The first week of the campaign to be the next US Senator from Massachusetts is drawing to a close. Three dramas remain. The first is Governor Patrick’s selection of an interim senator. The second is Senator Brown’s decision as to whether to seek the seat, and the third is the Democratic primary battle. I want to touch briefly on the first two dramas and then talk about the third at greater length. My theme here is straightforward: I think that we need to stop looking for outsiders to ride in on horseback and save us (Ted Kennedy, Jr., Ben Affleck) and start looking at public servants who want the opportunity to do more for the community (Mike Capuano, Ben Downing, Ed Markey . . ). Here in Massachusetts, we will have an opportunity to select a Senator based on a career of service rather than their personal wealth.
I have said and written that I think that Governor Patrick should appoint Mike Dukakis to the interim senate role. I would also be pleased were he to ask Barney Frank to spend a few more months in Washington. Either choice would call on a man who has given his life to public service and not to personal profit. In announcing the selection, the Governor could remind all of us of the nobility of such a life and of the value it has for the community. If the world becomes one where businesspeople can expect to transition to high political office, the quality of people who choose to serve in lower political office will suffer. If the fiscal cliff nonsense teaches anything, it is that we need to revise our system so that our best people think of politics as a viable pursuit from the outset.
With respect to the Republicans, I hope Scott Brown chooses to run. While I do not support the Senator, I admire his career in public service. He took the right route to political power — serving in the State House and running campaigns based on his ability to talk with and connect with voters. If he chooses not to run, I worry that the Republicans will nominate Bill Weld, whose return to Massachusetts feels like political opportunism. It is impossible to believe that Weld came home because he felt compelled to represent the people of the Commonwealth in some capacity. He couldn’t even manage to maintain focus on that goal while he was our Governor. Said differently, I like what Scott Brown represents, even if I don’t want him to represent me.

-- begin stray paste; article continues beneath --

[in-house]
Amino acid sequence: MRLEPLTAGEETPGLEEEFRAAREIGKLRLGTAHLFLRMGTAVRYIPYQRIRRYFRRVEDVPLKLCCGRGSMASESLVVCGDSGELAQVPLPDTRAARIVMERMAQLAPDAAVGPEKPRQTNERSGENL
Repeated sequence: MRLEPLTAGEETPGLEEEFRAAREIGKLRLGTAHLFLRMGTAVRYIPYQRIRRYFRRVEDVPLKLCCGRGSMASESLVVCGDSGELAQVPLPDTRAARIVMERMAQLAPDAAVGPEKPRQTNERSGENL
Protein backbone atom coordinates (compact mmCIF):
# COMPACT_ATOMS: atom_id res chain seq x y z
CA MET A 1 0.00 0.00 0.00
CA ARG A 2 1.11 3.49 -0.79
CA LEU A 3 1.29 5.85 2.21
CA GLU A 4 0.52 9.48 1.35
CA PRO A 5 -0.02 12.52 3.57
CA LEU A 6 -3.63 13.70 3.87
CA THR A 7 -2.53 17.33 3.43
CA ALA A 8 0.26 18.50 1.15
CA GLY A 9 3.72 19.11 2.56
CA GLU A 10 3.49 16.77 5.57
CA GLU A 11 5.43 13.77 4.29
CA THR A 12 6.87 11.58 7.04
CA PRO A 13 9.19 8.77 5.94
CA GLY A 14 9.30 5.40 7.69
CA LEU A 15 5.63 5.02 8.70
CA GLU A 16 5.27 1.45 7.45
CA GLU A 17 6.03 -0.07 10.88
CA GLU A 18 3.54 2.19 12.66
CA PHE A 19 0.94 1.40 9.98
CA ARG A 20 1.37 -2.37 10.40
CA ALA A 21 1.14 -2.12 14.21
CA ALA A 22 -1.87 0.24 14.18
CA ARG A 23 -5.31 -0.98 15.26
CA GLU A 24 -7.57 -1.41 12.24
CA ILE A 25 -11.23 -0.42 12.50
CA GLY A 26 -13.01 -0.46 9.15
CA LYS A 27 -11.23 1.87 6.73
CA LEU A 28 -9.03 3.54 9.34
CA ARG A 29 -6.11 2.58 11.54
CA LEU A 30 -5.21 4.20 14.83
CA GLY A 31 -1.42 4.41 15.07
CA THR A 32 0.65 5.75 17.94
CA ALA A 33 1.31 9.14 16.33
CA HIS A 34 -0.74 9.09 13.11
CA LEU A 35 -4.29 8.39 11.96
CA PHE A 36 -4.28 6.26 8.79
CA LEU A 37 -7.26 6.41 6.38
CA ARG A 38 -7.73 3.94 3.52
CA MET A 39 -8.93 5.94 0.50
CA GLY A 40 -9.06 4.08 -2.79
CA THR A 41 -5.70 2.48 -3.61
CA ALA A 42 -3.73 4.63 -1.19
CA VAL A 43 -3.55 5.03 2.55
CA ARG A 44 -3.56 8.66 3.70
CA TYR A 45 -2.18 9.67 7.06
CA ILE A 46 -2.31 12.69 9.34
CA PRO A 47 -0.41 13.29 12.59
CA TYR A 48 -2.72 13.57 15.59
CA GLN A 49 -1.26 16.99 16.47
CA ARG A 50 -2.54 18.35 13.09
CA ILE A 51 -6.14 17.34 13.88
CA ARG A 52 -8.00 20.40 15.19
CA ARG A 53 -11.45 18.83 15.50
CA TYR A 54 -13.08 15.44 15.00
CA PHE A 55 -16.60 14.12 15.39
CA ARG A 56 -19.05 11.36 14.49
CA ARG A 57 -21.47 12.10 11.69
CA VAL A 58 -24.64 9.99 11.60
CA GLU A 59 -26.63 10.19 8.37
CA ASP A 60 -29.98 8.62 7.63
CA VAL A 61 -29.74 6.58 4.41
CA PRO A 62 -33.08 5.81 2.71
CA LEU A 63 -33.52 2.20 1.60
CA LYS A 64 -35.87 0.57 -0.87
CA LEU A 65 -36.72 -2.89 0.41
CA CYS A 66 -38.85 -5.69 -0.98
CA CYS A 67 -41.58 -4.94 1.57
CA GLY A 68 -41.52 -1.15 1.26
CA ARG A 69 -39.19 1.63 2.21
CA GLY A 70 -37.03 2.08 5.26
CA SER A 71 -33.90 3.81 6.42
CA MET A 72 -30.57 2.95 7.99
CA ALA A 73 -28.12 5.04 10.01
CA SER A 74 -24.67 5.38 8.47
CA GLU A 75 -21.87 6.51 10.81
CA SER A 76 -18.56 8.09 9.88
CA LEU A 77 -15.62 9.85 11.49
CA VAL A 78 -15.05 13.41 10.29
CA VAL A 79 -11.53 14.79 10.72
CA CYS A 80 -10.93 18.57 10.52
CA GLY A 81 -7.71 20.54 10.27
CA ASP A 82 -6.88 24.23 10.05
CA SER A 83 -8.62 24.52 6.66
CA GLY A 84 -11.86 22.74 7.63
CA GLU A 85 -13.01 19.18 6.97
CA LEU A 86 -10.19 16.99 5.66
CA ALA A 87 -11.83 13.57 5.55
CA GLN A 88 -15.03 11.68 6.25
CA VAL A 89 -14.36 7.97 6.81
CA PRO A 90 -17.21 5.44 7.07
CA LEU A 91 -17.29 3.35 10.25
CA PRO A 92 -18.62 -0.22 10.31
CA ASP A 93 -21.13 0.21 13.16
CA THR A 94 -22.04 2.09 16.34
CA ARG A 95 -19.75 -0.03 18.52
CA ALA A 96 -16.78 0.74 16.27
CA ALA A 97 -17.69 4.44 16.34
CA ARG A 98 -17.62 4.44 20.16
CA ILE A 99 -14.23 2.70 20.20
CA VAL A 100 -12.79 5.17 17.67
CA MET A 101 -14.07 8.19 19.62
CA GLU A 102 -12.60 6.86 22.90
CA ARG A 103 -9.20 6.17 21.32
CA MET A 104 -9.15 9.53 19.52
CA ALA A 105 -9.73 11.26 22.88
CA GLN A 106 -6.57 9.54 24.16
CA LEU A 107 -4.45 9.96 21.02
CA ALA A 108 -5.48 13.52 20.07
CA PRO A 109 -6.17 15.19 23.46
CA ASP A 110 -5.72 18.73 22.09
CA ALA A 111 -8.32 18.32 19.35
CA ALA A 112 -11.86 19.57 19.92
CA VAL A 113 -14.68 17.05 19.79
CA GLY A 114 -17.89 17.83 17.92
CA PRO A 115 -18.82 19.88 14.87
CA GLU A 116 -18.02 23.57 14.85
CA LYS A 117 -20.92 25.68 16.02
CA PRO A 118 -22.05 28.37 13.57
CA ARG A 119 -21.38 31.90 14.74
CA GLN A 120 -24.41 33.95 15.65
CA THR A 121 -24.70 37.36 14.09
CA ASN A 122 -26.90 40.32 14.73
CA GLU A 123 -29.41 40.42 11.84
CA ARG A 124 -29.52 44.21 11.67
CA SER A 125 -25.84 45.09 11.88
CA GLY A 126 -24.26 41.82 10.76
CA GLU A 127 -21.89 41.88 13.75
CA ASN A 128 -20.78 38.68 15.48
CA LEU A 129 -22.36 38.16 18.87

So, that brings me to the Democrats. I hate the romance with outsiders without political experience. How can it be that the right choice for the Senate is someone who has never held office or played any role in government? Elizabeth Warren and Deval Patrick both exercised significant public responsibility before they sought elective office. Ted Kennedy, Jr. and Ben Affleck?? Not so much. Nevertheless reporters suggest state party folks wanted one of the two of them to run and thereby “clear the field” so that there would not be a damaging primary battle. “Clearing the field’ is some concept. It suggests that a candidate with name recognition and the ability to raise money nationally will keep out other candidates and thereby let the party focus on beating the GOP candidate from day 1. Elizabeth Warren was such a candidate. With Kennedy and Affleck out, the Democrats are without such a candidate now (although a decision by either Vicki Kennedy or Governor Patrick to run could change that). As a consequence, a primary looms.
That’s as it should be. The people running or thinking of running include: Ed Markey; Mike Capuano; Steve Lynch; Ben Downing; and Niki Tsongas. All of these folks have devoted their professional lives to public service. Each apparently perceives an opportunity to do more to advance their policy agendas in the US Senate than in their current office. Each deserves the chance to make their case to the people of the Commonwealth. Whatever else you may think of them, the choices they have made with their lives entitle them to our serious consideration.
We are rightfully disappointed with our government now. But, as our Governor reminds us again and again, we get the government we deserve. We need leaders who have worked their way through the political system and who understand it well enough to do good. We need leaders who are devoted enough to public service to want to devote their lives to it. And we need a system that rewards them with the opportunity to advance if they do their jobs well. That’s not about “field clearing,” It is about hard work, hopes and dreams. A lot depends on making sure that we still raise children who dream of political leadership and that we make clear that those dreams can be fulfilled through hard work and dedication. All three of the current Senate-related dramas offer the opportunity to convey this message. Let’s do it.